Wednesday, August 10, 2011

Wake Up With GTOG: The Law of Averages

By Finesse

When the Pirates were in first place just 3 weeks ago, the enthusiasm was through the roof.  Now that the Bucs are 10.5 games out of first place and falling off the face of the Earth, people are scrambling for answers.  Here are three popular reasons people are throwing around for why the Pirates are suddenly playing like ... the Pirates.

1) The Schedule. There's no question that the Pirates have had a brutal schedule during their recent 4-16 stretch (Cardinals, Braves, Phillies, and Giants, with the Brewers and Cardinals coming up next).  But they also got swept by the Cubs (.422 winning %) and were outscored 11,465 to 7 by the Padres (.436 winning %).   No one was blaming the schedule when the Pirates went 6-4 against the Nats, Astros and Cubs at the beginning of July.

2) Clint Hurdle. In the past 20 games, the Pirates have lost 3 in extra innings, and had we stayed up to watch, we may have found reasons to question some of the moves that Clint Hurdle made in those games.  But it isn't Hurdle's fault that the Pirates have virtually no power at the bat or on the mound -- 23rd in homeruns (and falling), and an astounding 28th in strikeouts.  Managing is a lot easier if the Pirates don't go 17 innings in a row without scoring during the infamous 19-inning loss to the Braves.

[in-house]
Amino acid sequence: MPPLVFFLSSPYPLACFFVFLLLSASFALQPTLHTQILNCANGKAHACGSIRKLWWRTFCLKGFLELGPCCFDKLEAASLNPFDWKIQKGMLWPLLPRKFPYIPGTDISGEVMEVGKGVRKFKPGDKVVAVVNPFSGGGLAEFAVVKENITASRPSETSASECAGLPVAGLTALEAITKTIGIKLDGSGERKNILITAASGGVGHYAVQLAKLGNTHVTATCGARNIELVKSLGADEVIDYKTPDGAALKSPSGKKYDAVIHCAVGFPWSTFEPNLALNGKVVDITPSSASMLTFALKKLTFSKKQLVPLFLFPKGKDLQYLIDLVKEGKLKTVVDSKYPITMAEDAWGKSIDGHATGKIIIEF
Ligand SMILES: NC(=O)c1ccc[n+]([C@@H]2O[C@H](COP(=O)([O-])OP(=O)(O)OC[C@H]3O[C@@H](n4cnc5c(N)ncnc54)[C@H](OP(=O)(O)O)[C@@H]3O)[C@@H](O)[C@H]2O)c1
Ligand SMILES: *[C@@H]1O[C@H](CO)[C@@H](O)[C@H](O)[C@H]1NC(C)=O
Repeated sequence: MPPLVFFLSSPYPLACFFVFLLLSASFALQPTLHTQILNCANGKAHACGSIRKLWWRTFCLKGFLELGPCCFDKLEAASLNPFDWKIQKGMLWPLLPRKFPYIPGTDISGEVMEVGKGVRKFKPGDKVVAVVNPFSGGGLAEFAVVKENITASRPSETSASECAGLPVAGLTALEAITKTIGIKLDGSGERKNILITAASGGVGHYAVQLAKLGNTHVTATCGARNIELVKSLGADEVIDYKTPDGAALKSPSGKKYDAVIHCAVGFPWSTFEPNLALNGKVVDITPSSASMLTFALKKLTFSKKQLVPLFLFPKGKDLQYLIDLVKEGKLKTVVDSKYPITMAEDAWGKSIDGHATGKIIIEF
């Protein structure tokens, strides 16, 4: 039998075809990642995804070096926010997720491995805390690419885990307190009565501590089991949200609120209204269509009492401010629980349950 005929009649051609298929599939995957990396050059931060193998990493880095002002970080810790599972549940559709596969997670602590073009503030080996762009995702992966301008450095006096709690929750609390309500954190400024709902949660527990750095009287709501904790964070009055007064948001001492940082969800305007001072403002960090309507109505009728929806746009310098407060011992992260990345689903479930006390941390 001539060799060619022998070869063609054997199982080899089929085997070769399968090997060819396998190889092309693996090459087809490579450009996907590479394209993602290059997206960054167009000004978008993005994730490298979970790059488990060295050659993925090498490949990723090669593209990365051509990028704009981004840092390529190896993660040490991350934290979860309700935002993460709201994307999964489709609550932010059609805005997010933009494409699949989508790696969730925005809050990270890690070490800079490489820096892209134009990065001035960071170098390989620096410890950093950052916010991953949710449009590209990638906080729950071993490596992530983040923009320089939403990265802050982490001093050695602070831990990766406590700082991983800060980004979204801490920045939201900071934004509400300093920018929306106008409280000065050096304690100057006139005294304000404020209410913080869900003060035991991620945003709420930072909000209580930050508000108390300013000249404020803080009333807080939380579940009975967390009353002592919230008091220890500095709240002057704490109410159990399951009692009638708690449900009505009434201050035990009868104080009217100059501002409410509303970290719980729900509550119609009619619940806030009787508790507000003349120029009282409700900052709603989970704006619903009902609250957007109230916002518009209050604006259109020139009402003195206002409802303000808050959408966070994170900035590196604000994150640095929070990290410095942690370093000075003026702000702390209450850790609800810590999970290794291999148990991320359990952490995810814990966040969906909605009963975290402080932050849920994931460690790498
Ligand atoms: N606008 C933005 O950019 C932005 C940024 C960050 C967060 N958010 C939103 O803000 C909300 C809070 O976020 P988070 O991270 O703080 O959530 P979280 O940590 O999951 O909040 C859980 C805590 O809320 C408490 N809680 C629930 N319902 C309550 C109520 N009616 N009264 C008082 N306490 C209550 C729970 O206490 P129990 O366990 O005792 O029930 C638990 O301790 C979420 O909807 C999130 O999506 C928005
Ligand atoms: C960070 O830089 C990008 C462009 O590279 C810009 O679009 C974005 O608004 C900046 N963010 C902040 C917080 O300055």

3) Jerry Meals. Speaking of that game, some have started saying that Jerry Meals' brutal call at home plate has somehow jinxed the Pirates and caused their downward spiral (the Pirates are 2-13 since that game).  If this is the actual reason for the Pirates' downfall, it's also the most disturbing.  When a historically bad call happens, good teams move on.  Bad teams feel sorry for themselves and file a formal complaint with the MLB that serves no purpose other than to provide an outlet to whine.  Selig wasn't reversing the ending of the game so harping on it for several days like the organization did served only to foster a "man, aren't we unlukcy" mentality.  Of course MLB knew the call was bad -- they didn't need the Pirates to remind them.

So, why are the Pirates fading?  The law of averages.  The hitter's numbers are settling where they should and, more importantly, so are the pitching numbers.  Over the course of 162 games, things tend to fall where they should.

Though we are optimistic about the future, we have to remember: These are the Pirates.  Our walls will stay up.

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